Over the course of 2020, nearly ten thousand fires in California burned over four million acres. Each year, we’re experiencing new records of loss and destruction and as we adjust to this new reality, we are learning from scientists, researchers, and firefighters about the ways that we can work together to create wildfire resilient communities.
Join us for free classes, programs, and tours that shed light on the ecological significance that fire plays in the wild landscapes of Southern California and provide practical information about landscaping for wildfire resilience.
Free Classes: Sign-up for in-depth programs with experts! (Eventbrite links below)
Snail Mail: Sign-up for a free TPF Guide on Gardening for Wildfire Resilience (12-page booklette).
Virtual Garden Tours from USGBC-LA: Reduce California’s Fire Risk: On June 17th, FormLA Landscaping and Theodore Payne Foundation will collaborate on two tours. Registration is free, and you can find the full agenda here.
Wildfire is an inherent part of life in Southern California. It is both an essential element of our local ecology that contributes to the rich biodiversity of the region as well as a very real and dangerous threat to people and property. Fire has been part of this land for millions of years, but during the past century, its frequency has increased due to climate change and a growing population. As we adjust to this new reality, we are learning from scientists, researchers, and firefighters about the ways that we can each take individual action to create wildfire resilient communities.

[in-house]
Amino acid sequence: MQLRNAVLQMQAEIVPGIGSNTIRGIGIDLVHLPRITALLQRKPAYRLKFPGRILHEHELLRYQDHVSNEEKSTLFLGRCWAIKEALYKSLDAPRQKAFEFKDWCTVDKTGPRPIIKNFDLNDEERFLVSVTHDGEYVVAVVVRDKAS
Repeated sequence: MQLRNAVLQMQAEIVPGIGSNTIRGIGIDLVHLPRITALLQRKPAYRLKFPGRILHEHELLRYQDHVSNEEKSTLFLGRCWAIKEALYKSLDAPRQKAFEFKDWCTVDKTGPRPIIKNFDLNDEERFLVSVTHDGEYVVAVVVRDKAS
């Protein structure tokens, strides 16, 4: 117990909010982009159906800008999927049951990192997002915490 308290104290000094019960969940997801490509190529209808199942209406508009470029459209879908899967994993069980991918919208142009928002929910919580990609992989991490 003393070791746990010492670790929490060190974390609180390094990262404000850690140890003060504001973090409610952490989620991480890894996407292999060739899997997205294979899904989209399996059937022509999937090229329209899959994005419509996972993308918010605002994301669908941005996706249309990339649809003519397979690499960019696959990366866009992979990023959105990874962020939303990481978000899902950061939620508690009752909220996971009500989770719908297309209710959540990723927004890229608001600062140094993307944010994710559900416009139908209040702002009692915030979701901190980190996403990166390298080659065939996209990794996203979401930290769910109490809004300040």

This guide will introduce you to the basics of wildfire in Southern California through the lens of California native plants and offer easy actions you can take at home to create and maintain a wildfire resilient landscape. Follow the links below to discover more about Fire Ecology, Post-fire Regeneration, the Wildland-Urban Interface, Wildfire Resilient Landscaping, and TPF’s La Tuna Fire Story.